Roger Brereton looks at why some experts are expecting a greater role for automation in deliveries sooner than you might think
In the US sci-fi sitcom Futurama, the protagonist Fry is blasted forward in time to New Year 2999 where he finds he is still, alas, a humble pizza delivery boy. Recent trends suggest, however, that many deliveries will soon be fulfilled by automated technologies, whether that is automated trucks, drones or robots.
The effort to automate vehicles began with passenger vehicles. Now, there is arguably greater focus on automating deliveries.
Around the world, many companies and governments are trialling drones, robots and autonomous trucking to help meet growing demand.
The rise of e-commerce, coupled with growing consumer preferences for same-day or next-day delivery, is one factor that is driving this interest, as those in transportation and logistics seek ways to provide cheaper and more efficient deliveries.
According to a recent report from UNCTAD, 2020 will come to be seen as a major turning point in the rise of e-commerce, which grew as a percentage of total retail trade from 14% to 17% globally.
Another structural factor that shouldn’t be overlooked is the importance of urbanisation. Ask any specialist in logistics and they will tell you that the final mile of delivery is the most difficult.
According to some estimates, last mile delivery accounts for over half the cost of delivery. Dense and complex urban environments, which include high rise buildings, limited parking spaces and unusual traffic regulations, add to the difficulties of last mile delivery.
According to UN estimates, the percentage of all people living in urban areas is expected to rise from its current level of 55% to 68% by mid-century. Those in the logistics industry have every incentive therefore to investigate the possibility of automated vans, robots or drones as a solution to this growing dilemma.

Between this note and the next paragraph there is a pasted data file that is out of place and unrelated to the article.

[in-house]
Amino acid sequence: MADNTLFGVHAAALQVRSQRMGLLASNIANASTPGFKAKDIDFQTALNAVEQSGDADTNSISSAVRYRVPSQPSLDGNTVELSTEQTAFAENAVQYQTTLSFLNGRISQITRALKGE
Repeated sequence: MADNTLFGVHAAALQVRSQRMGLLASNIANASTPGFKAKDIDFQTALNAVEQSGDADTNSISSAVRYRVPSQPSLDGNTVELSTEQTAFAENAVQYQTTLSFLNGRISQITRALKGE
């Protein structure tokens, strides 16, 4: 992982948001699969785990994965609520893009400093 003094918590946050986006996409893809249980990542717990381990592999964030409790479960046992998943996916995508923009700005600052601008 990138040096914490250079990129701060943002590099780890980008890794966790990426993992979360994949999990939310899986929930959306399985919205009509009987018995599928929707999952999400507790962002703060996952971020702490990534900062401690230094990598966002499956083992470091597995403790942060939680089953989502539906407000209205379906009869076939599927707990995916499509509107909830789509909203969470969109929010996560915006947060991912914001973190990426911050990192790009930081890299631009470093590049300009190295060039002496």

For autonomous delivery trucks and vans, automation might provide an answer to worker shortages. In the US for example, driver shortage is estimated to reach 150,000 by 2028. The long hours and difficult working conditions make it expensive and difficult to recruit enough drivers, in an industry where turnover is high.
Although fully autonomous vehicles are a long way off, greater automation, such as platooning, is seen as a potential means of improving productivity to meet the extra demand that these vehicles will face. This involves linking two or more trucks together using connectivity and automated driving support systems.
As early as 2016 a convoy of self-driving trucks arrived in the Dutch port of Rotterdam, having travelled all the way from Sweden.
While technologies like LiDAR and 5G connectivity open the door to this revolution in transport, other areas of engineering must keep pace.
From suspension joints to column design, parts suppliers must be able to offer design flexibility and high-quality vehicle components to help original equipment manufacturers (OEMs) develop automated vehicles.
If all of the above sounds somewhat speculative, it is worth noting the number of trials that are already taking place and the fact that governments are relaxing regulations to encourage this. The US Department of Transportation has granted an exemption to normal rules to allow Nuro to test R2, its autonomous van, in Texas. In the UK, the Academy of Robotics is trialling its Kar-go to carry out deliveries from pharmacies to care homes on the streets of Hounslow.
We cannot say with certainty when fully automated vehicles and robots will take over the job of fulfilling our increasing demand for deliveries. It seems likely, however, that this revolution will take place before the year 3000. Contra Futurama, Fry might find he has been replaced by a drone or automated van. After all, Nuro’s R2 has already announced it will be delivering Pizza for Domino’s.
Roger Brereton is head of sales at steering systems specialist Pailton Engineering.